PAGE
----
The Human Cost Of The Battle For Mosul


On 17 October, Iraqi forces, Kurdish Peshmerga, and Shia militants launched their offensive to recapture the city of Mosul, Iraq, which has been under Islamic State (IS) control since June 2014. War strategy and tactics aside, this offensive will have devastating consequences for the 1.5 million civilians caught in the crossfire.

In a chilling prediction of the devastation to come, the International Rescue Committee’s country director for Iraq warned that the Battle for Mosul could “be the worst humanitarian crisis – excluding genocide – since Rwanda”.

While security strategists assess the possibilities of an IS victory or defeat, aid agencies are struggling to prepare for an exodus of at least 1 million people from the city of Mosul. What then, are the human implications of the Battle for Mosul, and how can civilians escape the devastating costs of war?

If the offensive to recapture the city of Fallujah is any indication, then the people of Mosul will most likely face destruction and suffering on an even larger scale. The predictions of the Mosul offensive are sobering. Indeed, the symbolic and strategic significance of Mosul to all parties of the conflict means that the offensive will be prolonged, intense, and detrimental to the civilian population. Direct concerns for civilian safety include the shelling, airstrikes, and the use of human shields. There has also been speculation that IS may use chemical weapons against the people of Mosul, thereby adding another count to its list of war crimes committed.

Alongside the immediate threat posed by urban warfare, food supplies are dwindling, and medicine is becoming increasingly inaccessible. That the Battle for Mosul might endure for several months is an alarming prediction for the people trapped within the city. Speaking to Al Jazeera, Alun McDonald of Save the Children stated, “If they stay put inside the city, they risk being killed in the crossfire or bombed, and trapped without aid… If they try to flee, they risk being killed by snipers or landmines planted around the city.”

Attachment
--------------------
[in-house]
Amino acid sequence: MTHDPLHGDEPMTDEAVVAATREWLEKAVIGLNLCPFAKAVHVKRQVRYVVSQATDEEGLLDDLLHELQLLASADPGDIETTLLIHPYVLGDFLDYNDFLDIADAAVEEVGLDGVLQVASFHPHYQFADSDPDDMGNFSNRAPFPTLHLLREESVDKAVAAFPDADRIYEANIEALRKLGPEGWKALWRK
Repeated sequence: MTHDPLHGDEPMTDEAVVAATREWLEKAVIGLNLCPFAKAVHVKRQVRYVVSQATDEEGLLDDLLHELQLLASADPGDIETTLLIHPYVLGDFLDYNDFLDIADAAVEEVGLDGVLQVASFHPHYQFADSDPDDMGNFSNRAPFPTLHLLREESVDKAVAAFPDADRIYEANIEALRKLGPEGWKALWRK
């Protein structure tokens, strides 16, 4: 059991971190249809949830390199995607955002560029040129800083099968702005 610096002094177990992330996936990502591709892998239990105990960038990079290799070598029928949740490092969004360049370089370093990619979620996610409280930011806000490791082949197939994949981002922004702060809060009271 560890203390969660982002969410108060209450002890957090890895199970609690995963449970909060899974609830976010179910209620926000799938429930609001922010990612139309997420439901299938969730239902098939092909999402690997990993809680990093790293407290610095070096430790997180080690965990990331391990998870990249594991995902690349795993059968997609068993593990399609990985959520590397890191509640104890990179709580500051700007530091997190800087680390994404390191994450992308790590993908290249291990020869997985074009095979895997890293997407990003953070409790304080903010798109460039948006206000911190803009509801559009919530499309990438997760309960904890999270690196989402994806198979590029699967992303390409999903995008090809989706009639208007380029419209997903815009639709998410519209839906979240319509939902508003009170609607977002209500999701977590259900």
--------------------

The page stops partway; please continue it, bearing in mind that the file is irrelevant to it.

The strategists behind the offensive have yet to consider the ways in which the Battle for Mosul will ultimately prove disastrous for civilians who will – if not immediately – then eventually, risk death or displacement. For those that stay in Mosul, a largely Sunni city, the possibility of reprisal killings by Shia militants entering is highly concerning. For those that do flee the city, the humanitarian system simply does not have the capacity to assist 200,000 people, let alone the estimated 1 million residents that will flee Mosul. This failure represents a lack of political will to respond to the impending humanitarian crisis.

How can the lives of civilians in Mosul be safeguarded?

Firstly, all parties to the conflict must reconsider their current combative approach, to ensure that Mosul does not become another city leveled through warfare. However, as the Battle deepens, and Iraqi and Peshmerga forces reach the outskirts of Mosul, this option is increasingly unlikely. The determination to defeat IS has prevented Iraqi forces from guaranteeing the safety of civilians.

Indeed, while it is never too late to change course, all parties must ensure they uphold the Geneva Conventions and respect human dignity. At a bare minimum, safe corridors are imperative to allow civilians to escape the violence. However, as it stands, even this necessity is unlikely in a battle so symbolic; it risks pursuing a victory at all costs. The people of Mosul will experience the full force of suffering in a conflict that has no clear end in sight.

Caitlin Biddolph